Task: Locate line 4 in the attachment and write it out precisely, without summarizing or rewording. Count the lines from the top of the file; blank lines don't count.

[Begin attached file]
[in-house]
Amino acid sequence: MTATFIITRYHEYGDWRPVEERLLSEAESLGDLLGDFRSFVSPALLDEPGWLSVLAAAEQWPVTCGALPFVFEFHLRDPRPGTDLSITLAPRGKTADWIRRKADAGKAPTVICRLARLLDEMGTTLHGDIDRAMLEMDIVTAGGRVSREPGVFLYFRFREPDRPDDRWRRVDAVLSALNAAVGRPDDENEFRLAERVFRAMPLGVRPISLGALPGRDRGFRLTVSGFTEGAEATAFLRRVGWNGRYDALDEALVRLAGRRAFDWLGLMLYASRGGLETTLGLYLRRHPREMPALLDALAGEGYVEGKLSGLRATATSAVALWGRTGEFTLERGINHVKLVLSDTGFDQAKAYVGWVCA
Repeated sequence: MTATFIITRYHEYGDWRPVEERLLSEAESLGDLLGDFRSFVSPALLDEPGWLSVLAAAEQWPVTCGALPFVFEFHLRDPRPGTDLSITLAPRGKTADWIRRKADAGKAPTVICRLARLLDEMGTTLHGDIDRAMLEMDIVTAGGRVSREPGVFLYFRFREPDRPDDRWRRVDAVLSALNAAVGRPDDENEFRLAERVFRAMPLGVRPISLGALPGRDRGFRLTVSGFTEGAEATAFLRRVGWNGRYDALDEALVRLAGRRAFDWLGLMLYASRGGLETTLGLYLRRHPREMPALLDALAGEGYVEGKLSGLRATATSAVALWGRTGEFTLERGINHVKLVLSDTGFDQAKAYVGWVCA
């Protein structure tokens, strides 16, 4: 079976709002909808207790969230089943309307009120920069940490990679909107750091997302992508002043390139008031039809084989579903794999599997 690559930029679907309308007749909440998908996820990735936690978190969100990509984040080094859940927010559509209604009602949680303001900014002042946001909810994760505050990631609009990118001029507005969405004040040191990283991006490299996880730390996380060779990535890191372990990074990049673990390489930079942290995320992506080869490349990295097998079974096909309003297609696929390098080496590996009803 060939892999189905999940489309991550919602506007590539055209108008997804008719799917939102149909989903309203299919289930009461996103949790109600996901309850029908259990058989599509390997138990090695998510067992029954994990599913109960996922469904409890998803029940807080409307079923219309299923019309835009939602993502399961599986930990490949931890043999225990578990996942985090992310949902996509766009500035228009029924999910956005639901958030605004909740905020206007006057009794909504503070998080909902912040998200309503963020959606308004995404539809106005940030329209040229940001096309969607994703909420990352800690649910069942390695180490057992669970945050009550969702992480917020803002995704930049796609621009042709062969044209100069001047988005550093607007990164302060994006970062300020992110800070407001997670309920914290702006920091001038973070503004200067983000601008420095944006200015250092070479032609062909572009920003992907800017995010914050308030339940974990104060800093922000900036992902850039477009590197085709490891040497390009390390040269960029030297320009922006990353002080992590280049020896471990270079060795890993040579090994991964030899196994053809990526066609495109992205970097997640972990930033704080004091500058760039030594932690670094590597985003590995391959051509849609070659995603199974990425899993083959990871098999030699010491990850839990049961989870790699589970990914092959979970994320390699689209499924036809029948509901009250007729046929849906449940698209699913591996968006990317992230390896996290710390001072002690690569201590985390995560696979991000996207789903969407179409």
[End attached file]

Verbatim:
């Protein structure tokens, strides 16, 4: 079976709002909808207790969230089943309307009120920069940490990679909107750091997302992508002043390139008031039809084989579903794999599997 690559930029679907309308007749909440998908996820990735936690978190969100990509984040080094859940927010559509209604009602949680303001900014002042946001909810994760505050990631609009990118001029507005969405004040040191990283991006490299996880730390996380060779990535890191372990990074990049673990390489930079942290995320992506080869490349990295097998079974096909309003297609696929390098080496590996009803 060939892999189905999940489309991550919602506007590539055209108008997804008719799917939102149909989903309203299919289930009461996103949790109600996901309850029908259990058989599509390997138990090695998510067992029954994990599913109960996922469904409890998803029940807080409307079923219309299923019309835009939602993502399961599986930990490949931890043999225990578990996942985090992310949902996509766009500035228009029924999910956005639901958030605004909740905020206007006057009794909504503070998080909902912040998200309503963020959606308004995404539809106005940030329209040229940001096309969607994703909420990352800690649910069942390695180490057992669970945050009550969702992480917020803002995704930049796609621009042709062969044209100069001047988005550093607007990164302060994006970062300020992110800070407001997670309920914290702006920091001038973070503004200067983000601008420095944006200015250092070479032609062909572009920003992907800017995010914050308030339940974990104060800093922000900036992902850039477009590197085709490891040497390009390390040269960029030297320009922006990353002080992590280049020896471990270079060795890993040579090994991964030899196994053809990526066609495109992205970097997640972990930033704080004091500058760039030594932690670094590597985003590995391959051509849609070659995603199974990425899993083959990871098999030699010491990850839990049961989870790699589970990914092959979970994320390699689209499924036809029948509901009250007729046929849906449940698209699913591996968006990317992230390896996290710390001072002690690569201590985390995560696979991000996207789903969407179409």